He suggests a practical plan to “re-assess regularly both your creative development and the type of assignments you are receiving. Assuming your work and reputation continually improve, you may be able to discard those assignments that are limiting. As the fees you demand rises, you may have no choice but to break with those earlier clients who have fixed low budgets. If your reputation gets stronger and your working time is full, you will get increased control over the work you are offered. Freeman suggests that you use this control to improve the quality of assignments and clients you accept (Freeman, 1980).”

Finally, Freeman warns that “taking assignments with clients with low standards, may encourage you to think your work is better than it is (Freeman, 1980).”

My reflection.

What Michael Freeman suggested in 1980 and what Lydia Pang and Gem Thatcher recommend in 2019 is merely a reflection on approaches based on two contextual drivers, A growing vs contracting Professional Photography market, and our changing landscape or work environment. Supply and demand will always drive what you do in terms of assignments and how much you ask for your services. I believe a shrewd professional photographer regular asses this demand and adjust his/her strategy many times in their lifetime.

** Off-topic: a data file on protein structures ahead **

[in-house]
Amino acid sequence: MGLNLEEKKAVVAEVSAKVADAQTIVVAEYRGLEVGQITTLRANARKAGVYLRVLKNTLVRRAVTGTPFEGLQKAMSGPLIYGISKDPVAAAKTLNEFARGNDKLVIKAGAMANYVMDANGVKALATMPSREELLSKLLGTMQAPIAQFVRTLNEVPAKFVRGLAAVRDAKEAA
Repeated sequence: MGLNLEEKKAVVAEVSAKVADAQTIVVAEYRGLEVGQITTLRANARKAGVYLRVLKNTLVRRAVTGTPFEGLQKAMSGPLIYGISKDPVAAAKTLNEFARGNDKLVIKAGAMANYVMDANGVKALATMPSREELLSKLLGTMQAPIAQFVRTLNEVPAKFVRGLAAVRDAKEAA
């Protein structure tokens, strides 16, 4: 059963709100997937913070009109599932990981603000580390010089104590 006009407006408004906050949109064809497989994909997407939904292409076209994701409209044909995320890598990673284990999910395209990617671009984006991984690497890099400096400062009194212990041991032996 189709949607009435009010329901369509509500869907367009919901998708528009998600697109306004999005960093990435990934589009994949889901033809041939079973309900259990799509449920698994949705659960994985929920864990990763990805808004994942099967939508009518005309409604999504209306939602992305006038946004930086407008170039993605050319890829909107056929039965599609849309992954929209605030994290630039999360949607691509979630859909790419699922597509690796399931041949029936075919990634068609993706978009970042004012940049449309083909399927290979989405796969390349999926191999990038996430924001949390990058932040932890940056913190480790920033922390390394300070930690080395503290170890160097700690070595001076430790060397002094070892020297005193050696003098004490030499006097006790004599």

Number one in all strategies is to keep on providing authentic, unique eclectic work i.t.o. style and personal focus. Even if the demand reduces.

In a growing market where demand increase is selective of your assignments and increase your prices. Keep yourself current and busy with paid assignments, continuously improving, establishing your style and build your rapport and reputation with your customers. If you do it right there won’t be time for self-assigned assignments (personal projects). You will be in control in what you want to do overtime and be able to grow your personal style, prestige and salaries within the domain of these assignments